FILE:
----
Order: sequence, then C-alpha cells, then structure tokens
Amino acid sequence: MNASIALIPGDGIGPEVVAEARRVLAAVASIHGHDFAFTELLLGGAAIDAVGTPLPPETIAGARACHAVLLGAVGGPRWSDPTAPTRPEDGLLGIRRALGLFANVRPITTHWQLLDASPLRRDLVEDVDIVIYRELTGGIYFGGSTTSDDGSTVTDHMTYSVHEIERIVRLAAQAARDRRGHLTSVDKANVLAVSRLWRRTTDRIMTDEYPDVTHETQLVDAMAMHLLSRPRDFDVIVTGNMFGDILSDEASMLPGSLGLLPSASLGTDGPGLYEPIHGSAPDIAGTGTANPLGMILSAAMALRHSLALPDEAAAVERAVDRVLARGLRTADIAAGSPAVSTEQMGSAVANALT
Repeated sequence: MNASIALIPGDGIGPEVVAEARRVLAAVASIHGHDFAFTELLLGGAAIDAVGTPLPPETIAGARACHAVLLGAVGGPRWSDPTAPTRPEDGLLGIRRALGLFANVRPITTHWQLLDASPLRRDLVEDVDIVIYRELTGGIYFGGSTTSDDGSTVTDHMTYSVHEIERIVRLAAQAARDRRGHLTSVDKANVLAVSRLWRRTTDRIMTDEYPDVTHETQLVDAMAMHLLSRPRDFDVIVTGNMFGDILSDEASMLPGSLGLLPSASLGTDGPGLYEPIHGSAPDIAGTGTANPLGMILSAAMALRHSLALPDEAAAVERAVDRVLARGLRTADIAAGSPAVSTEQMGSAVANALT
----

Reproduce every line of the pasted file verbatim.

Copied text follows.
Order: sequence, then C-alpha cells, then structure tokens
Amino acid sequence: MNASIALIPGDGIGPEVVAEARRVLAAVASIHGHDFAFTELLLGGAAIDAVGTPLPPETIAGARACHAVLLGAVGGPRWSDPTAPTRPEDGLLGIRRALGLFANVRPITTHWQLLDASPLRRDLVEDVDIVIYRELTGGIYFGGSTTSDDGSTVTDHMTYSVHEIERIVRLAAQAARDRRGHLTSVDKANVLAVSRLWRRTTDRIMTDEYPDVTHETQLVDAMAMHLLSRPRDFDVIVTGNMFGDILSDEASMLPGSLGLLPSASLGTDGPGLYEPIHGSAPDIAGTGTANPLGMILSAAMALRHSLALPDEAAAVERAVDRVLARGLRTADIAAGSPAVSTEQMGSAVANALT
Repeated sequence: MNASIALIPGDGIGPEVVAEARRVLAAVASIHGHDFAFTELLLGGAAIDAVGTPLPPETIAGARACHAVLLGAVGGPRWSDPTAPTRPEDGLLGIRRALGLFANVRPITTHWQLLDASPLRRDLVEDVDIVIYRELTGGIYFGGSTTSDDGSTVTDHMTYSVHEIERIVRLAAQAARDRRGHLTSVDKANVLAVSRLWRRTTDRIMTDEYPDVTHETQLVDAMAMHLLSRPRDFDVIVTGNMFGDILSDEASMLPGSLGLLPSASLGTDGPGLYEPIHGSAPDIAGTGTANPLGMILSAAMALRHSLALPDEAAAVERAVDRVLARGLRTADIAAGSPAVSTEQMGSAVANALT